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What providers are saying about selling multi-gig speeds

Rebecca Palmer smiles for the camera
Researched by
Rebecca PalmerSenior Staff Writer
Headshot of Michal Ash
Reviewed by
Michal AshManaging Editor
Updated 3/29/23

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As more and more internet providers start offering multi-gig or hyper-gig speeds (anything faster than 1 Gbps), the Switchful team got curious about whether these speeds are helpful for residential users.

We’ve heard some people say these expensive tiers don’t make a real-world difference. They’re just a way for the internet providers to make more money without actually providing more value.

We decided to dig in. First, we learned more about what’s on offer throughout the US.

Lots of small internet providers out there are selling speeds up to 10 Gbps, we discovered, but only a handful of the biggest providers are pushing multi-gig speeds for home internet.

Growing demand, or preparing for the future?

AT&T didn’t immediately get back to us with a request for more info on why it was selling multi-gig speeds to home users, but its CFO Pasal Desroches spoke at a big conference at the end of February and said the company plans to reach more than 30 million customers with fiber internet by the end of 2025. (1)

But what is it all for? Our best bet is that AT&T is trying to future-proof its capability.

Frontier Communications also didn’t return emails right away, but its recent campaign to kick off 5 Gbps speeds answered a lot of our questions. A press release touted symmetrical upload and download speeds and 99.9% network reliability. (2)

“Our 5 Gig offer meets the growing demand for multi-gig speeds and delivers the ‘un-cable’ experience by making the fastest upload and download speeds available throughout our fiber network,” said John Harrobin, Frontier’s Executive Vice President of Consumer.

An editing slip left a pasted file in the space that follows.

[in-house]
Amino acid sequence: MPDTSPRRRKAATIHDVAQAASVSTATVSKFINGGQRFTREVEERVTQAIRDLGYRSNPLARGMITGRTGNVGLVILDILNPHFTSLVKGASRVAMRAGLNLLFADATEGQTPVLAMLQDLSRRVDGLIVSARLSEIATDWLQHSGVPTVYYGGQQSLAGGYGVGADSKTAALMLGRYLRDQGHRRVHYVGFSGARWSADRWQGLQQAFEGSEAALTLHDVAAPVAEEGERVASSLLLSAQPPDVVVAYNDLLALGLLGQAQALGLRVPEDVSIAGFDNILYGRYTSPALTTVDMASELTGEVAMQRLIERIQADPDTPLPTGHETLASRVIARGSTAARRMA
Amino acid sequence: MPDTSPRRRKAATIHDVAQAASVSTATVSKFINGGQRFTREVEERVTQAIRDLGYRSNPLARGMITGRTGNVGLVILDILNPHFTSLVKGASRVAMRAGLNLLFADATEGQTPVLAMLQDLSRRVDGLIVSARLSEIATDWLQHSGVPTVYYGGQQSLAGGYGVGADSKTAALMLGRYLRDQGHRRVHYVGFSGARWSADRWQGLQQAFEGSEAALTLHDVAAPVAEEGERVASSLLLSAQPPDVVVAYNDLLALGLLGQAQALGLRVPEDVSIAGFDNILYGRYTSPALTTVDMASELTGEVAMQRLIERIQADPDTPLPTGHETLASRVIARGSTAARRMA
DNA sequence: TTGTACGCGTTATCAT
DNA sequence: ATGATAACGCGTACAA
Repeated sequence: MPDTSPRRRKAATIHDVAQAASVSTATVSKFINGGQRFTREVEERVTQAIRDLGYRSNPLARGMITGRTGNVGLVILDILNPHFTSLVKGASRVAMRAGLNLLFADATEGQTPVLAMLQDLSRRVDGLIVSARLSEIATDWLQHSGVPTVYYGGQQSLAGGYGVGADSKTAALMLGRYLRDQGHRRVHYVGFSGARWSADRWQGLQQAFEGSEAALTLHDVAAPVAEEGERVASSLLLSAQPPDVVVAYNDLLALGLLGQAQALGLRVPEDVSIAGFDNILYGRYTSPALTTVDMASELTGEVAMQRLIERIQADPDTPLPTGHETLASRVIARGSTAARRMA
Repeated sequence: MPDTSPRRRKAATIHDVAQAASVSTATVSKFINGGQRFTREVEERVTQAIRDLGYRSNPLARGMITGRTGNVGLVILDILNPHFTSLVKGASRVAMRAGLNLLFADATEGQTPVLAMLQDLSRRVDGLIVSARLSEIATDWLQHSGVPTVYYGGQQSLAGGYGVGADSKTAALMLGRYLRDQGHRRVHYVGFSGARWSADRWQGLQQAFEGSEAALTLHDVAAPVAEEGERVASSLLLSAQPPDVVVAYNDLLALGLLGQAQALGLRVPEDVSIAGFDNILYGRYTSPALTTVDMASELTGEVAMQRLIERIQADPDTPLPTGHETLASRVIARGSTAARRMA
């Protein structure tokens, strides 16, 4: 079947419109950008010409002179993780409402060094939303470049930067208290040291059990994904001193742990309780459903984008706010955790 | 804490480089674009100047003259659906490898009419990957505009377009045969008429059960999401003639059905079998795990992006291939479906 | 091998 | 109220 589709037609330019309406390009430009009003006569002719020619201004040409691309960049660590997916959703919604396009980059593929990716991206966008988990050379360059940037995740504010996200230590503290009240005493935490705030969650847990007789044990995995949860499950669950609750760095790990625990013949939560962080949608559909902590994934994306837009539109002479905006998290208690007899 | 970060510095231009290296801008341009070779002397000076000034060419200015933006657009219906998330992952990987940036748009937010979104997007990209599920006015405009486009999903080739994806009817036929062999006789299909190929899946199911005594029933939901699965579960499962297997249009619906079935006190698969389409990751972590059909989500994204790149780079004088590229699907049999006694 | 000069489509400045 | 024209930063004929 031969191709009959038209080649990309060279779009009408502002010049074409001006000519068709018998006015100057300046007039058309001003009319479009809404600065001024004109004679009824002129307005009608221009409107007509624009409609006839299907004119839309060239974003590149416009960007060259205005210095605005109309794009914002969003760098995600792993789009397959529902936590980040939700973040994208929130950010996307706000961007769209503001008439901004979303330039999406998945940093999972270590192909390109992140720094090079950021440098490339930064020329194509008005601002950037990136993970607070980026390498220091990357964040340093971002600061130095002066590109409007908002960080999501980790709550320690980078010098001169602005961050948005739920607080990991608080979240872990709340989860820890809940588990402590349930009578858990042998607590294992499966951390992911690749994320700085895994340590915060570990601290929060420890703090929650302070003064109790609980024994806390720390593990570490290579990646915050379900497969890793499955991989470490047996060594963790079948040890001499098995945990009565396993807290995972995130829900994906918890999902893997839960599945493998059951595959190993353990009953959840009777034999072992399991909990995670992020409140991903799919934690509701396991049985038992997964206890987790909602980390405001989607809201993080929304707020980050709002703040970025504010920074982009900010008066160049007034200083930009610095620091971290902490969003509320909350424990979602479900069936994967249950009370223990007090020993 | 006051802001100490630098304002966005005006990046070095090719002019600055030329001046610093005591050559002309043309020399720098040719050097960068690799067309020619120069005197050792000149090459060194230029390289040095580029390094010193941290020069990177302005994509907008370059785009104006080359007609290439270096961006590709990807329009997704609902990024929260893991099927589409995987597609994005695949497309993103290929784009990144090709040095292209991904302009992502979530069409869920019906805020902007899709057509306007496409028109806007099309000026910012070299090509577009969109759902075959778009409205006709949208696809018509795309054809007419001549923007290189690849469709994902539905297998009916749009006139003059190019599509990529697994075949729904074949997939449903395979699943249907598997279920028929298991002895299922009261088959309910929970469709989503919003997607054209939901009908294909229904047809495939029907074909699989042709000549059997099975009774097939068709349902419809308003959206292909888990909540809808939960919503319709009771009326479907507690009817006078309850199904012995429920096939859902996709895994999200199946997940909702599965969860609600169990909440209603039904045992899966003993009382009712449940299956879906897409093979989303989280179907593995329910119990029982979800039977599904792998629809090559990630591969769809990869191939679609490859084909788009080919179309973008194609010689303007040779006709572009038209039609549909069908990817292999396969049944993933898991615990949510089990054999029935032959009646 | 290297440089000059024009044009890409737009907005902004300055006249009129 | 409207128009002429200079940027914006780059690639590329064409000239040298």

“Growing demand” sounds like more future-proofing from where we sit.

Google Fiber, too, has talked about looking ahead as a reason to build out a multi-gig network (while making some pretty braggadocious claims about why it’s the best fiber provider out there). (3)

Xfinity’s 2 Gbps offering isn’t new, but the company’s leap to a 10G network is. The PR team got back to Switchful right away to clarify some details about exactly what 10G is and pointed us to a press release about the change.

In it, Comcast Cable CEO Dave Watson said “streaming live sports, 4K gaming, hybrid work, and virtual reality have gone mainstream in just a few years, and gig speeds, capacity, reliability, and low latency are key factors making our connectivity experience superior to the competition.”

If you believe the company line (and we generally do), the new 10G system will handle all that with increased capacity, better reliability, and low latency at all the speeds it offers.

The multi-gig future

We think these providers have a point about building out faster speeds for the future. According to The NCTA, a trade group of cable companies, we’ll need 15 GB of data every day to make autonomous cars a reality. (4) A separate report from IoT Analytics forecasts 27 billion connected devices by 2025. (5) That will take a lot of bandwidth, and plenty of speed!

The future of internet speed

We can’t know for sure what the future will bring, but there’s a very good chance it will require multi-gig speeds.

Thought leadership and federal funding

Many experts we’ve heard from talk about a “multigig frenzy,” and say building out hyper-speed fiber networks is a waste of money.

Joe Kane of the Information Technology & Innovation Foundation (ITIF) believes rural areas don’t need fiber. He proposes cheaper solutions, like 5G from cell phone companies, traditional fixed wireless, and low-orbit satellite. (6)

Kane was specifically talking about the federal Broadband Equity, Access, and Deployment (Bead) program, which makes a whopping $42.45 billion available for building and deploying high-speed internet throughout the US and its territories. (7) However, his comments could easily be applied to purely private sector buildouts.

Electronic Frontiers Foundation authors Ernesto Falcon and Katharine Trendacosta are singing the same tune. (8) Even by 2026, they wrote, most households need speeds of just 100 Mbps for download and 20 Mbps for upload.